Am I the only one who sees the resemblance?
Once again Charlie Pierce wants to man the battlements of Bad Historical Analogy, only where Ted Cruz prefers World War II, Mr. Pierce favors the struggle for Irish independence:
Maybe it's because I was over there last week, but Cruz's effort reminds me of nothing more than the political aftermath of the Easter Rising in Ireland in 1916 which, as a military action, looked as doomed and useless as Cruz's extended speech will look as soon as the Senate votes through whatever Harry Reid comes up with in the next couple of days. In Ireland, after all the drumhead courts-martial and the summary executions, which succeeded only in turning Irish political opinion almost 180 degrees and permanently in favor of the Rising, in the elections of 1918, Sinn Fein, the political entity that arose from the Rising, won 73 of Ireland's 105 seats in the British Parliament. Those elected then refused to go to London, and they formed themselves into Dail Eireann, the Irish parliament, and declared themselves the elected representatives of the Irish Republic declared from the steps of the General Post Office two years earlier. In doing so, they declared themselves loyal to no institutions but their own, no government but their own. In Neil Jordan's movie Michael Collins, Jordan has the imprisoned Eamon de Valera explain this in a letter to Collins as a strategy of "defeating the British Empire by ignoring it."
Yeah, and all the people who don't want to defund Obamacare are Nazi Appeasers, while Cruz is Winston Churchill. Maybe Churchill is the more apt analogy, because events finally proved Churchill right about Germany, but as soon as that war was over, so was Churchill's career. And Ted Cruz is not warning us about another Nazi Germany, much as he'd like to think he is.
There is a reason the Vietnamese won the Vietnam War, and it's the same reason the Irish formed the Dail Eireann; it's even the same reason the colonists won the War for Independence: people who live in the country can always repel people who don't live in the country, sooner or later. The Irish didn't win independence in 1918 (the Irish Free State was not declared until 1921), but they were, like the Vietnamese, like the colonists, fighting for their homeland, and for home rule.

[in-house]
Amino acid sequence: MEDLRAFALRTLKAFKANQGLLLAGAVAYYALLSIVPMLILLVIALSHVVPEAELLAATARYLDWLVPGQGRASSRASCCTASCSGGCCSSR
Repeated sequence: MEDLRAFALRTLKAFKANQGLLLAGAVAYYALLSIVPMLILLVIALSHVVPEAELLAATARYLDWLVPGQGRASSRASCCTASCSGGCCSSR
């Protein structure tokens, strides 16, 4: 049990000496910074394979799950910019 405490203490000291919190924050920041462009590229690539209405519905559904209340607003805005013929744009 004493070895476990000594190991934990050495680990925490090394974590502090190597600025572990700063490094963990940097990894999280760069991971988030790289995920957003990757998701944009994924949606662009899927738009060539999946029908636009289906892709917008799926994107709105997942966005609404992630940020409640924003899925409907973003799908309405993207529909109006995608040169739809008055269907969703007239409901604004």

I suppose we can make bad analogies to various homegrown secession movements, but since none of those are going to succeed, it's not helpful to Mr. Pierce's argument. Which is kinda the point, really. Yes, Goldwater was a looney who got swept aside in the heady days of 1964 when we'd won the war and the peace and prosperity was on every corner and we felt we could afford to be generous to the poor and even afford some measure of justice to the African Americans; and by 1972 that had all fallen apart. Inflation was destroying incomes, jobs were beginning to falter, women were entering the workforce less because Ms. Magazine convinced them to, and more because the family needed the money. And while the nation prospered still, in one sense; in another, that's when we started to feel poorer; and pretty soon two incomes became the norm and necessary, and while some things got cheaper, we became more aware of the cost of everything, and by the time Jimmy Carter told us the "energy crisis" was the "moral equivalent of war" (or "M.E.O.W."), the stage was set for morning in America and Ronald Reagan, if only because the newest generation of voters was sick of the "liberalism" of the '60's generation (we became "Boomers" a decade later), and they liked the avuncular old guy who did terrible things but since when were JFK and LBJ Boy Scouts?